12 February 2011
My least favourite teacher in primary school was the deputy head, a stooped arthritic old lady in tweed, who never allowed her demeanour to stray for one moment toward a comforting smile. With her constant scowl, she controlled the assembly of tiny people, of which I was one of a hundred infants, trained to pray once a day under her supervision.
No infants were taller than the dais of the school hall, where the least favoured teacher made us wait while she surmounted the great height way above us. We all waited in complete silence as she made her ascent and even then, at that young age, I wondered why she bothered, since she was already taller than us all, and it was a struggle for her to mount the steps. Nevertheless she did so everyday without fail. From the lectern at the centre of the stage, she more than compensated for her stoop, and was able to look down upon us all.
From there she conducted prayers and demanded songs of praise which were drilled into us on a daily basis. The ritual bound the school in song, and provided the least favoured teacher with the satisfaction of commanding the full attention of so many small people.
One morning we silently watched her ascend the steps. She wore the same daily scowl, and did not look upon us or acknowledge us until she had completed her slow shuffle and came to rest an arm on the lectern. She would then signal the commencement of a hymn followed by the Lord’s Prayer.
That morning she prematurely abandoned the normal procedure and made her way off the dais slowly, but with a more assured shuffle down toward the assembly of tiny people. We all wondered what she was up to since we had not seen her do this before. She shuffled about and then amongst us; I watched her walk between an aisle of children. Without warning she raised her elbow back and thrust a punch into the small of the back of a boy, who was in fact one of my classmates, David Green. Oddly, I recall this event in slow motion. It is possible that shock can render the victim of violence and even the witness of it, numb or indifferent. At that age I doubt that I would have had a moral compass to enable me to comprehend what had happened, but I did not like what I saw.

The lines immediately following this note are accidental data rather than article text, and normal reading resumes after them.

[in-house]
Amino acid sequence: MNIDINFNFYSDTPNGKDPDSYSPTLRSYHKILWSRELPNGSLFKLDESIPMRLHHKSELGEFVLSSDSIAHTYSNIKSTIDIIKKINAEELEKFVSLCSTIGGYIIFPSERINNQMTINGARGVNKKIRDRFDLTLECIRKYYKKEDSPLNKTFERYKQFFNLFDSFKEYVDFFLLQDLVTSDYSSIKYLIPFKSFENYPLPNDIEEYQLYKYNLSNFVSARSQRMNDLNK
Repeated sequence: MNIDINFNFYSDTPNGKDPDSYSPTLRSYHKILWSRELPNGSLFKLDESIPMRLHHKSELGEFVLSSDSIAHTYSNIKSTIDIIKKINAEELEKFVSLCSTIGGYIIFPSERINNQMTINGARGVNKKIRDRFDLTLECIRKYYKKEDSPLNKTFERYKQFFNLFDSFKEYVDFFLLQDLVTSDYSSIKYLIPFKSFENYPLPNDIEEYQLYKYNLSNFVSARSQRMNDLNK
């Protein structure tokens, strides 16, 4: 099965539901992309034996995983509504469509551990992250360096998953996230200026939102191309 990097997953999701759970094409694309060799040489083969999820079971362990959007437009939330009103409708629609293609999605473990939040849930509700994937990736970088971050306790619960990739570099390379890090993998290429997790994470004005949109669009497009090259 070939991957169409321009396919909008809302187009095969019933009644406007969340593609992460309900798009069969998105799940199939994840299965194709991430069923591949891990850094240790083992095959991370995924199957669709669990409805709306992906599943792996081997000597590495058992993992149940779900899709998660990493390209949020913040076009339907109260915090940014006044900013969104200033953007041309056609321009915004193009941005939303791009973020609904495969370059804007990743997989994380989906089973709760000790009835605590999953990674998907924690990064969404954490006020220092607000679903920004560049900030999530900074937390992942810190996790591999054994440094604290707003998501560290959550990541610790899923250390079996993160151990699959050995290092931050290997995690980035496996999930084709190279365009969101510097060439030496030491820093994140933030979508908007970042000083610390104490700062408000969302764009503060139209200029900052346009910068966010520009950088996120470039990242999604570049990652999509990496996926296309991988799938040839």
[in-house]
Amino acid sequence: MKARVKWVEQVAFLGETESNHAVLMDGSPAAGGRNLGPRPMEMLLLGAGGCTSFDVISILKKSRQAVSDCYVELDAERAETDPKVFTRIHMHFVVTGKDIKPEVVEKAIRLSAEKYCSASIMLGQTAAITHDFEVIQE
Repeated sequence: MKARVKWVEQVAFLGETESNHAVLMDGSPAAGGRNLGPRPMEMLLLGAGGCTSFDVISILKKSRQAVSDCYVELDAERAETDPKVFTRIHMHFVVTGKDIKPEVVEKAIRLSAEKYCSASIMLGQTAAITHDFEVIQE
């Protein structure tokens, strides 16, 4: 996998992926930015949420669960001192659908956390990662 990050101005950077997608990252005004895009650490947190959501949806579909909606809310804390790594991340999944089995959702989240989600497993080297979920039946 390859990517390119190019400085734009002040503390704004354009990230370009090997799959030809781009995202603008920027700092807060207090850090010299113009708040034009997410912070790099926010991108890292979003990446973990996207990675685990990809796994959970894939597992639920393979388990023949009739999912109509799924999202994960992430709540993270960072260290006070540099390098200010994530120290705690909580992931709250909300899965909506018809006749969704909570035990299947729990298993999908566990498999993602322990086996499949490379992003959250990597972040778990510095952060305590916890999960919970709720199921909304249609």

The least favoured teacher shuffled amongst us some more, and in fact came up somewhere behind. No one dared to turn around, but I soon discovered that I was in fact her next target because I also took a blow in the back and I had no idea why.
These were not slaps or smacks, these were seemingly unprovoked and unexpected punches with a fist, albeit a withered old arthritic fist.
Oddly, neither I nor David Green were reduced to tears by this public humiliation. The blows we received were potentially damaging physically, but even now I recall this event with a vivid sense of injustice, but also of utter contempt for this wicked deluded woman. I think maybe tears are not appropriate or necessary if you have no guilt.
The whole school had to wait for the least favoured teacher to make her journey back to the lectern. This was the second slow accent of the day. When she finally looked up to address the school we were all given a lecture on how to pray. David Green and I were offered up as examples of how not to pray, and what might happen to anyone who did not follow her instruction, and these were of course instructions that she had never actually given hitherto.
My least favourite teacher required that we all pray with hands flat and not clasped with interlocking fingers. I have Googled Paintings of Prayer and cannot find a painting that illustrates her method.
On this page is St Francis, committing the sin David Green and I were guilty of, as painted by Francisco de Zurbarán in the 16th Century, and these Breton nuns will certainly be glad to avoid my least favourite teacher.
Today, this teacher might have been gaoled for what she did, but I am left wondering how the other class room teachers allowed this to happen.